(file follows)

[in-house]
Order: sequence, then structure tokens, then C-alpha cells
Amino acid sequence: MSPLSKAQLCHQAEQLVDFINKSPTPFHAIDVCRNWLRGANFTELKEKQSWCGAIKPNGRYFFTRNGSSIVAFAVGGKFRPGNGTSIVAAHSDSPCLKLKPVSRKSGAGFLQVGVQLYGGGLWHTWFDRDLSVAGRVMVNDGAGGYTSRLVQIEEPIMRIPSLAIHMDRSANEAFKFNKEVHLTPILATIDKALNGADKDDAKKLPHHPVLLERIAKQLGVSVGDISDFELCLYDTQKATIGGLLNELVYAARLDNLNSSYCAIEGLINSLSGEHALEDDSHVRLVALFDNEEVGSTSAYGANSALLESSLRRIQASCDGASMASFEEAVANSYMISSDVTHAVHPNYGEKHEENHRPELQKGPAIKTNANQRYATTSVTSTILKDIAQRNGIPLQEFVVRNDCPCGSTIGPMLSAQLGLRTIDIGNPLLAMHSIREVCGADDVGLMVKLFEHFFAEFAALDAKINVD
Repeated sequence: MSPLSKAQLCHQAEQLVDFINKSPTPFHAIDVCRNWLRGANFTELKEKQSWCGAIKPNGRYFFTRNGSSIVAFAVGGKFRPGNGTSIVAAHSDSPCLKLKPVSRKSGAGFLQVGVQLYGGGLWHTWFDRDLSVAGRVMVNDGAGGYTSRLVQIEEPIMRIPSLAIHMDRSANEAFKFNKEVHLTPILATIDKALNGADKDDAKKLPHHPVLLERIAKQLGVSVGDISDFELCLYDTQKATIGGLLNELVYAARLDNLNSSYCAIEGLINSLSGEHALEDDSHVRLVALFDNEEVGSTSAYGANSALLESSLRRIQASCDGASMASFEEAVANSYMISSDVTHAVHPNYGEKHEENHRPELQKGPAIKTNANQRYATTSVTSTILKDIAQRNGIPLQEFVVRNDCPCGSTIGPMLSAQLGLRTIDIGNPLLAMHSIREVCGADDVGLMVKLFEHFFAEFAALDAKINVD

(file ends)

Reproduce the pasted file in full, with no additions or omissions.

[in-house]
Order: sequence, then structure tokens, then C-alpha cells
Amino acid sequence: MSPLSKAQLCHQAEQLVDFINKSPTPFHAIDVCRNWLRGANFTELKEKQSWCGAIKPNGRYFFTRNGSSIVAFAVGGKFRPGNGTSIVAAHSDSPCLKLKPVSRKSGAGFLQVGVQLYGGGLWHTWFDRDLSVAGRVMVNDGAGGYTSRLVQIEEPIMRIPSLAIHMDRSANEAFKFNKEVHLTPILATIDKALNGADKDDAKKLPHHPVLLERIAKQLGVSVGDISDFELCLYDTQKATIGGLLNELVYAARLDNLNSSYCAIEGLINSLSGEHALEDDSHVRLVALFDNEEVGSTSAYGANSALLESSLRRIQASCDGASMASFEEAVANSYMISSDVTHAVHPNYGEKHEENHRPELQKGPAIKTNANQRYATTSVTSTILKDIAQRNGIPLQEFVVRNDCPCGSTIGPMLSAQLGLRTIDIGNPLLAMHSIREVCGADDVGLMVKLFEHFFAEFAALDAKINVD
Repeated sequence: MSPLSKAQLCHQAEQLVDFINKSPTPFHAIDVCRNWLRGANFTELKEKQSWCGAIKPNGRYFFTRNGSSIVAFAVGGKFRPGNGTSIVAAHSDSPCLKLKPVSRKSGAGFLQVGVQLYGGGLWHTWFDRDLSVAGRVMVNDGAGGYTSRLVQIEEPIMRIPSLAIHMDRSANEAFKFNKEVHLTPILATIDKALNGADKDDAKKLPHHPVLLERIAKQLGVSVGDISDFELCLYDTQKATIGGLLNELVYAARLDNLNSSYCAIEGLINSLSGEHALEDDSHVRLVALFDNEEVGSTSAYGANSALLESSLRRIQASCDGASMASFEEAVANSYMISSDVTHAVHPNYGEKHEENHRPELQKGPAIKTNANQRYATTSVTSTILKDIAQRNGIPLQEFVVRNDCPCGSTIGPMLSAQLGLRTIDIGNPLLAMHSIREVCGADDVGLMVKLFEHFFAEFAALDAKINVD